I love to soak in a wonderful bubble bath...
I grew up in an older family. My parents were born in the early 1900's, and their parents were born in the late 1800's. People are amazed when I mention that I knew people that were born in the 1800's. But for me, it was the norm.
Because they were of a generation quite a bit older than most of my friends, their ways, habits and traditions were also a bit out of touch. My parents were the age of most of my peers' grandparents.
One of the things I grew up with was a generational line drawn between bathing every day and bathing every now and then. My parents followed the tradition of their parents by taking their last bath of the year sometime in the late fall and not bathing again until spring. In his later years, my father lived with our young family and followed this same tradition.
But, never once did my parents or their parents ever have a bad odor. How did they not stink?
I really don't know.
They didn't pile on lots of powders or perfumes, and they did use deodorant. They were not offensive in any way concerning their hygiene.
So, how did they do it?
I watched my mother and her mother make batches of lye soap - something I cannot stand to this day. She would render lard in a cast iron skillet, also saving the ashes.
And then I ran across the web site for Colonial Williamsburg, where it described in detail how one would deal with those who did have an offensive odor. They simply sprayed a lace handkerchief and slipped it up their sleeve. Then, it would be quite handy to remove the hankie and place it near the nose and sniff the perfume. Maybe that's why my female ancestors kept hankies close by them, sometimes tucked in their ample bosoms.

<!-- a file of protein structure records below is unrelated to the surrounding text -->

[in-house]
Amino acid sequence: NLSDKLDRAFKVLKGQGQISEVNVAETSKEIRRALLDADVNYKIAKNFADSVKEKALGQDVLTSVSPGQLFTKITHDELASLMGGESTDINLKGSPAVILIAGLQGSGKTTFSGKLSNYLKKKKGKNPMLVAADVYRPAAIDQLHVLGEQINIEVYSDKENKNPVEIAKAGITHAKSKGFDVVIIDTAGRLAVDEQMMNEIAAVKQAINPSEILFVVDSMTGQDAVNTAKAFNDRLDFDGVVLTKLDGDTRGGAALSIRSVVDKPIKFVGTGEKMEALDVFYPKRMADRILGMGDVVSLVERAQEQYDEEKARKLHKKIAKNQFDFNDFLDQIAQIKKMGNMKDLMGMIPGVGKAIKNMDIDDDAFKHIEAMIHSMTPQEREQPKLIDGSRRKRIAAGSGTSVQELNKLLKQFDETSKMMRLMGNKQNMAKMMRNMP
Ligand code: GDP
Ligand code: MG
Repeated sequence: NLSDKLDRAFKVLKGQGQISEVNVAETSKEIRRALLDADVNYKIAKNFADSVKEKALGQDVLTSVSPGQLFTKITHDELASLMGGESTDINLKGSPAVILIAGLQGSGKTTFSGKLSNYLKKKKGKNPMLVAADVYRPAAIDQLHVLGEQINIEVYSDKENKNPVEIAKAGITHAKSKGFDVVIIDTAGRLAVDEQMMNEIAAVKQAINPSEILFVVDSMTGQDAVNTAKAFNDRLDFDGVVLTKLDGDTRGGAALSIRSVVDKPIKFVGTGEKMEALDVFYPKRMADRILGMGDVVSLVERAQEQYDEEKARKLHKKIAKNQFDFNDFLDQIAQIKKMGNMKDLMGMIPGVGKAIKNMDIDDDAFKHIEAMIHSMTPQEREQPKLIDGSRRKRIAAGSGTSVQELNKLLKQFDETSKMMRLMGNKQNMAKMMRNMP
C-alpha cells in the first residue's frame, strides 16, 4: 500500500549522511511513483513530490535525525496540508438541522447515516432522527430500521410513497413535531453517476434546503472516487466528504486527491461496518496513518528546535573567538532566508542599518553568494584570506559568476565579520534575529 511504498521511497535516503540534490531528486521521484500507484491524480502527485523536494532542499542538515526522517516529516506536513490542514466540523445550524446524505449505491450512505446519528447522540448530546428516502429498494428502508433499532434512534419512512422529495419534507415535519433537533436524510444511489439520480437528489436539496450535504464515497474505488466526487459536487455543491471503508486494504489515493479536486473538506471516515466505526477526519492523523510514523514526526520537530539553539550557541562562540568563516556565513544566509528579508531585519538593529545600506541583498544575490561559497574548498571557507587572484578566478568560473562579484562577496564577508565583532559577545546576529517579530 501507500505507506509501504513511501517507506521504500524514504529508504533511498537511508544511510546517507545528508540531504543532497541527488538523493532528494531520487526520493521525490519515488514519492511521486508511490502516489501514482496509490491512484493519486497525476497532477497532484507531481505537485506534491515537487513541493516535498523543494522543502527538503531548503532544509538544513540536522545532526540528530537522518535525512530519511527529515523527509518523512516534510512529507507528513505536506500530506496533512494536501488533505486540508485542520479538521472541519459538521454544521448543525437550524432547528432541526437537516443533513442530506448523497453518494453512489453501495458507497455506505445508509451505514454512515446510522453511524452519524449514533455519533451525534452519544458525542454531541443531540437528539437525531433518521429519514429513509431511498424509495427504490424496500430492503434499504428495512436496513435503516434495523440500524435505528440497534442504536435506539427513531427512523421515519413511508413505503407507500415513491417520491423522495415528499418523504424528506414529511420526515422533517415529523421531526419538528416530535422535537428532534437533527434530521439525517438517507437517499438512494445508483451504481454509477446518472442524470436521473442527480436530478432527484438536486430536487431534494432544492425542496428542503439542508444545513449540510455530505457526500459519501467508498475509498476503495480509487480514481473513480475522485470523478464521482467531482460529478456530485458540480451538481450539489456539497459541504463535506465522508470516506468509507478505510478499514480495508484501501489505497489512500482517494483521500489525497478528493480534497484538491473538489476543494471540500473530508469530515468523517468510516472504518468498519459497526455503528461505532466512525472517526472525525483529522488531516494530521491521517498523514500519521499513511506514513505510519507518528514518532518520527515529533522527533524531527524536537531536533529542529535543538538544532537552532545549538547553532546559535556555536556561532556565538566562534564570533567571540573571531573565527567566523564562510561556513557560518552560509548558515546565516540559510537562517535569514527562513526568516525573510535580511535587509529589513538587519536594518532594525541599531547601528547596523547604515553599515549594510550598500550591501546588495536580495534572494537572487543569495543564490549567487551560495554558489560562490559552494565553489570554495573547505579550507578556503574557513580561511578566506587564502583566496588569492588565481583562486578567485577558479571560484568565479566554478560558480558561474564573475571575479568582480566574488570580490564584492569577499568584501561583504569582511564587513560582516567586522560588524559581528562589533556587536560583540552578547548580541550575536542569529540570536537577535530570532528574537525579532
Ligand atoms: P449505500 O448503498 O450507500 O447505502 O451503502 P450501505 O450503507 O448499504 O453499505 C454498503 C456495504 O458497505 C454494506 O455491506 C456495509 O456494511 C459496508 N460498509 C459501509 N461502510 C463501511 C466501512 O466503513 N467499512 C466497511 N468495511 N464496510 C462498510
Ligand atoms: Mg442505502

Mom and Dad also believed that bathing too often in the winter months would provide more opportunity for disease and the ague to set in. For females, a monthly flow meant no bathing, and certainly no washing of hair. I argued and argued with Mom over this one, but she finally relented to letting me take a short bath, but don't even ask about washing my hair.
Perhaps part of the reasoning comes from just how hard it was to get a bath ready. In the hills of eastern Kentucky, running water was a rarity. It meant heating up the water on the stove, perhaps after hauling it in from the creek. Dad would take a bath first, followed by my three sisters. Since he worked in the coal mines, the water would readily turn black, so by the time the youngest of my three sisters had her turn, Mom had to really hang onto her so she wouldn't lose her. Hence, "don't throw the baby out with the bath water!"
I love the cleanliness standards of today. I grew up feeling greasy and smelly (those teenage years encouraged the oil in my hair and skin), so I love to soak in a wonderful tub and read a book with a candle glowing softly nearby. My towels are soft, unlike whatever feed sack Mom could find to use as a towel.
But, how did they not stink?
I must thank fellow blogger, Caroline M. Pointer, for her post of today, and for her challenge to write a blog on this subject. Caroline, I did it. But, how did they?